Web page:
Global Heating and Climate Destabilization:  The Basics in Context

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“No transformation without a crisis.”  –  Rev. Dr. Barbara Holmes

This year is already the hottest year on record. When I share photos and stories about my work in a shelter at the U.S./Mexico border, I’m asked what the future looks like. I reply, ‘With global heating, all bets are off.”  Legions of people will be on the move.  People look at me in genuine confusion.  I understand why.  It takes emotional and spiritual labor to move beyond the superficial and curated experiences of modern life to glimpse the monster hidden in plain sight. There is a chasm in understanding among us about the realities of climate destabilization, what’s causing it, and what needs to be done. 

How can we possibly act collectively when we have no shared sense of what is happening and what is at stake?  In the past, a lot of my anxiety stemmed from a belief that we could avoid the crisis that is now upon us by pedaling faster. Now, although I remain committed to do what I can, I understand that the deep structural and cultural transformation needed cannot happen without the repeated, painful shocks we’re experiencing.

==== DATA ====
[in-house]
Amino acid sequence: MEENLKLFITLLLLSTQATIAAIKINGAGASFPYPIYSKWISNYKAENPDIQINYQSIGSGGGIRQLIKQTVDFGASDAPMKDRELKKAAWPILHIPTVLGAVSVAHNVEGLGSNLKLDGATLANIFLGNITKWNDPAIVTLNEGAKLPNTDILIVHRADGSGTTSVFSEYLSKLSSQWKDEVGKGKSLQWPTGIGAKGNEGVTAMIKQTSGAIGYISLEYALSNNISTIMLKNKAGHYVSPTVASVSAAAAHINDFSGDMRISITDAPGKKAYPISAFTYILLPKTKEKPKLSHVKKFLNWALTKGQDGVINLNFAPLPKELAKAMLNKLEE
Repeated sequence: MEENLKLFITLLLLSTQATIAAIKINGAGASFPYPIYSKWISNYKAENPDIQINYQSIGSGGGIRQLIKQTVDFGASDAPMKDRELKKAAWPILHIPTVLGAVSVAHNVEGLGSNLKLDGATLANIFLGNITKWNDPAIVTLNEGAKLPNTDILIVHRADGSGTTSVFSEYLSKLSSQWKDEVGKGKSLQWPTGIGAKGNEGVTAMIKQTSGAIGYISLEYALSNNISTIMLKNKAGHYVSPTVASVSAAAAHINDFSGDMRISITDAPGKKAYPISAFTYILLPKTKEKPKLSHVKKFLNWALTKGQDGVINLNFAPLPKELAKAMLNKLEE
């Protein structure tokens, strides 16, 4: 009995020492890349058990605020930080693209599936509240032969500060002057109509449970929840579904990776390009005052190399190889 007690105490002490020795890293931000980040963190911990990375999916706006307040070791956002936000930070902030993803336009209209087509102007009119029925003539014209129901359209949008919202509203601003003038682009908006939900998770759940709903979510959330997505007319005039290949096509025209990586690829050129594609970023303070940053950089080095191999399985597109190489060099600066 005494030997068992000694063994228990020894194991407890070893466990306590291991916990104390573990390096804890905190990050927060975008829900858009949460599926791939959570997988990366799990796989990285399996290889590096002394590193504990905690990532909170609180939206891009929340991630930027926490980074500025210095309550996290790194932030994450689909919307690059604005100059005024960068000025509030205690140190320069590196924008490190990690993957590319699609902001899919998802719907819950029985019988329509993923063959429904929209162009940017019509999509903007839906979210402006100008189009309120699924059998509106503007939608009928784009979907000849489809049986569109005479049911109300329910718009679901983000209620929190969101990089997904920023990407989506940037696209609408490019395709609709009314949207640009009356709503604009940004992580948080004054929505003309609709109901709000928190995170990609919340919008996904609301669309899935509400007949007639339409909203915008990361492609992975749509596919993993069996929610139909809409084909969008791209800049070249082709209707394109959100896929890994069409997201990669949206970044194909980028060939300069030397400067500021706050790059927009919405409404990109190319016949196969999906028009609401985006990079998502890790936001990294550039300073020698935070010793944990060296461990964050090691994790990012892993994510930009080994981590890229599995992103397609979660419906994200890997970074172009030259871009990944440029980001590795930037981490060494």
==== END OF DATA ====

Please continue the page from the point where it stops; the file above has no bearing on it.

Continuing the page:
Some of us are in a trough of anguish, bearing witness to a planet on fire.  Others are convinced that we, in the U.S., have stepped up to the challenge and are moving in the right direction.  The lack of the most basic literacy on global heating is not surprising.  Few people in positions of power and authority are leveling with us – for good reason.  The foundations of modern culture, politics, and growth economies are based on oil.  We are accustomed to a way of life that has only been possible for less than two hundred years.  Those of us with comfortable lives want to maintain them as more and more of us struggle to survive.  There’s always an election coming up.  There’s money to be made.


  • The harm already done to climate stability and global temperatures is irreversible.  Some future changes are unavoidable but can be limited.  However, the will to make substantive change is still not there. 
  • Burning fossil fuels (gasoline, jet fuel, propane, natural gas, oil, and coal) is responsible for 75% of the rise in global temperatures. I and other climate activists now refer to this as global scorching. 
  •  Global use of fossil fuels is not declining.  It is on the rise.  There is less coal in the mix, but more oil and natural gas is being burned.
  • The United States remains the largest historical emitter of greenhouse gases.